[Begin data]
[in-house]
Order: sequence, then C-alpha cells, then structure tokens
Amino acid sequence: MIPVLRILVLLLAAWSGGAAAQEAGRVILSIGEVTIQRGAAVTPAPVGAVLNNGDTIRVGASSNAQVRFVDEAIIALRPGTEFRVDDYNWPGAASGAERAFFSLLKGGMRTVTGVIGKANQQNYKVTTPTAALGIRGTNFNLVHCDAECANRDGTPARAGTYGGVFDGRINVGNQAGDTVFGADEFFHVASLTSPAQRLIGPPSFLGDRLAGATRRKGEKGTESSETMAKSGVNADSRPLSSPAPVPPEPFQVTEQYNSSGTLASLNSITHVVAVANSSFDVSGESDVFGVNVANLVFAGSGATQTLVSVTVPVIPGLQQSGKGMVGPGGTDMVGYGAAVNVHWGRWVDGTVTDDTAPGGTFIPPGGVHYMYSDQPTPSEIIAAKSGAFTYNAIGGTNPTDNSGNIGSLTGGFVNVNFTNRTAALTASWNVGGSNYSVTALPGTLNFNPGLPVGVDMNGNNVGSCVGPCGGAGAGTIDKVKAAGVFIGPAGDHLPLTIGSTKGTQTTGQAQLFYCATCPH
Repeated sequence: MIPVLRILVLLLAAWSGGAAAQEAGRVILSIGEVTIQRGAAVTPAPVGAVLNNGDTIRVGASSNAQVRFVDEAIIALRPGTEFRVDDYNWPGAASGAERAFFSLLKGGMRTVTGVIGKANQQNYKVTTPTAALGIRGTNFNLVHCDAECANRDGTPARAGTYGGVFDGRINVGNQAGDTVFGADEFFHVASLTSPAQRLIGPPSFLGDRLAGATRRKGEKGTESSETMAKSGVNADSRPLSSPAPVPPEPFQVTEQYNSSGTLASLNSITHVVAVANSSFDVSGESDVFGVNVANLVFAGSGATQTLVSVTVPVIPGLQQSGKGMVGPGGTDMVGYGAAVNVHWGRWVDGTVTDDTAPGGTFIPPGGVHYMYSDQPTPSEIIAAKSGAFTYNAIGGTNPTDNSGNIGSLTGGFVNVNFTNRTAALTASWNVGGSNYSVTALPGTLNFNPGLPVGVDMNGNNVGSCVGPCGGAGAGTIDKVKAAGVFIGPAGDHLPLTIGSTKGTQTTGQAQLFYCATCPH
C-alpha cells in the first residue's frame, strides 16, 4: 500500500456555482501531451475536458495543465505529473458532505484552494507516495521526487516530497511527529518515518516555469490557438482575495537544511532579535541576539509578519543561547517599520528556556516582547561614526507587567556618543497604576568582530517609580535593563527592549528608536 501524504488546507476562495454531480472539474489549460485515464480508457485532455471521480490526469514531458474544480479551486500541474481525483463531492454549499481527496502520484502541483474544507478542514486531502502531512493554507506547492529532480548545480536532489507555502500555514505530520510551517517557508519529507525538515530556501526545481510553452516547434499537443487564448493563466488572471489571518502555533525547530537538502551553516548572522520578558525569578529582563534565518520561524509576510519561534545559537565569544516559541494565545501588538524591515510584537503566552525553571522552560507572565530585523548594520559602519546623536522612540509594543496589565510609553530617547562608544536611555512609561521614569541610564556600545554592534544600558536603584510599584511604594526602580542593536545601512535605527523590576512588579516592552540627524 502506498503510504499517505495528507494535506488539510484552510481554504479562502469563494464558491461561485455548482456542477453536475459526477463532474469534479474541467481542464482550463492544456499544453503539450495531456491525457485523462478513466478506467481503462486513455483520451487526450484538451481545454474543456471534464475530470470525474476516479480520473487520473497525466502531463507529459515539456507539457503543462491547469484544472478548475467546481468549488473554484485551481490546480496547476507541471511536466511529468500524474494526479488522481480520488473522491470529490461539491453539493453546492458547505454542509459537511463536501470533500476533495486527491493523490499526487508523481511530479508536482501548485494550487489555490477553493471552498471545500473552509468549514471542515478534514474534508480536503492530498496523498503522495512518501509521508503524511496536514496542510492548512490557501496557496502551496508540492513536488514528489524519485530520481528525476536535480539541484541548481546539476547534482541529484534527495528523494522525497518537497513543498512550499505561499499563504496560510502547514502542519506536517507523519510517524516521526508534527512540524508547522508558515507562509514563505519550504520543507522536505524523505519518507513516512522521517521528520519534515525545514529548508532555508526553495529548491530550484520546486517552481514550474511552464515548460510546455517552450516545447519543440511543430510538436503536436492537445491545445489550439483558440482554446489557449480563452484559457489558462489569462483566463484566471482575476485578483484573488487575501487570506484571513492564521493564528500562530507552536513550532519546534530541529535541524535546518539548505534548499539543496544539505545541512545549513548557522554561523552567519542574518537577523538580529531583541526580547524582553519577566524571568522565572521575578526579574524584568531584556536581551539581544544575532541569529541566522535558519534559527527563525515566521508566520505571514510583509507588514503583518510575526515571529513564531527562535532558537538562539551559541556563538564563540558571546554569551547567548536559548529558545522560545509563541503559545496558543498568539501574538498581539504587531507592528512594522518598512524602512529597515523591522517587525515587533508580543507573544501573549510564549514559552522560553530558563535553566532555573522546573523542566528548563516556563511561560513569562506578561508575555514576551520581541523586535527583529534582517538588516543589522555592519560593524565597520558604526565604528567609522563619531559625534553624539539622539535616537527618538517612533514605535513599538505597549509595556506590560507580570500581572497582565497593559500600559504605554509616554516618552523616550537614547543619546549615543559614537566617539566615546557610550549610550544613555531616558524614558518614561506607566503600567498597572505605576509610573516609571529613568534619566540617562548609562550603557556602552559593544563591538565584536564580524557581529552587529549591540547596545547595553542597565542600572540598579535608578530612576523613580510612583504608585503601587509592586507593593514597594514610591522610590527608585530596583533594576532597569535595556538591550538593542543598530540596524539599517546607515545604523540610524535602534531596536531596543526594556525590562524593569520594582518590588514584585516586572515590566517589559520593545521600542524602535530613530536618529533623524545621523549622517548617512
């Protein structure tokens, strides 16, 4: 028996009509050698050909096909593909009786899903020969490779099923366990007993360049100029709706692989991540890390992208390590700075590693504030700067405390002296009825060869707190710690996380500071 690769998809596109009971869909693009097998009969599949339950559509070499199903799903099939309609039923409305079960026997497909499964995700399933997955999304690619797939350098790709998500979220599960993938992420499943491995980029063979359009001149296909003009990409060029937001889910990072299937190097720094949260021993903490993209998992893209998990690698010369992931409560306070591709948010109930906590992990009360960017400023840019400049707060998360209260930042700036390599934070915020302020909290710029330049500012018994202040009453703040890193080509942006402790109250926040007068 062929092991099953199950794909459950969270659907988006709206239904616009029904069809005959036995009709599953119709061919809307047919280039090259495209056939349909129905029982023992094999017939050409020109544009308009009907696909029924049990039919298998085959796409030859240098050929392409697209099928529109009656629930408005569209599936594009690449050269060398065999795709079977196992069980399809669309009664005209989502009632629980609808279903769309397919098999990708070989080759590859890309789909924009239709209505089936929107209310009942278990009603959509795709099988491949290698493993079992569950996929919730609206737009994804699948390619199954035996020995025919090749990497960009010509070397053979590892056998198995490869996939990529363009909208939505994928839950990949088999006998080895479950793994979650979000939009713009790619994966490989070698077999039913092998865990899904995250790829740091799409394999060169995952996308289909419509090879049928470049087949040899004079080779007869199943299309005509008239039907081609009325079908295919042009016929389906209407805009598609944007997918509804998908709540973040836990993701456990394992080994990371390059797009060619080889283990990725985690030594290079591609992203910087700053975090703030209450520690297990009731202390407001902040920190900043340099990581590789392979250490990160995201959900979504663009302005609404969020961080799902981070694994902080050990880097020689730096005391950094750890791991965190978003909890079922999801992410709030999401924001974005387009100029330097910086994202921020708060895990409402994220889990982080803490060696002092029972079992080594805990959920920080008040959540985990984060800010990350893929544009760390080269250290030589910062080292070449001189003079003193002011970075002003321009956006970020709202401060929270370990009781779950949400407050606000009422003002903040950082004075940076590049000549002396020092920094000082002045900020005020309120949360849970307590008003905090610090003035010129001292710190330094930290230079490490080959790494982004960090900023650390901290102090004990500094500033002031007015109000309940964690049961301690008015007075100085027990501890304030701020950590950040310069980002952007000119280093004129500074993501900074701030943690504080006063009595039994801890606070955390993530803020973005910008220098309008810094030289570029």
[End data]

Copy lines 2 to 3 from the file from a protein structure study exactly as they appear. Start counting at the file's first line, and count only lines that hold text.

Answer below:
Order: sequence, then C-alpha cells, then structure tokens
Amino acid sequence: MIPVLRILVLLLAAWSGGAAAQEAGRVILSIGEVTIQRGAAVTPAPVGAVLNNGDTIRVGASSNAQVRFVDEAIIALRPGTEFRVDDYNWPGAASGAERAFFSLLKGGMRTVTGVIGKANQQNYKVTTPTAALGIRGTNFNLVHCDAECANRDGTPARAGTYGGVFDGRINVGNQAGDTVFGADEFFHVASLTSPAQRLIGPPSFLGDRLAGATRRKGEKGTESSETMAKSGVNADSRPLSSPAPVPPEPFQVTEQYNSSGTLASLNSITHVVAVANSSFDVSGESDVFGVNVANLVFAGSGATQTLVSVTVPVIPGLQQSGKGMVGPGGTDMVGYGAAVNVHWGRWVDGTVTDDTAPGGTFIPPGGVHYMYSDQPTPSEIIAAKSGAFTYNAIGGTNPTDNSGNIGSLTGGFVNVNFTNRTAALTASWNVGGSNYSVTALPGTLNFNPGLPVGVDMNGNNVGSCVGPCGGAGAGTIDKVKAAGVFIGPAGDHLPLTIGSTKGTQTTGQAQLFYCATCPH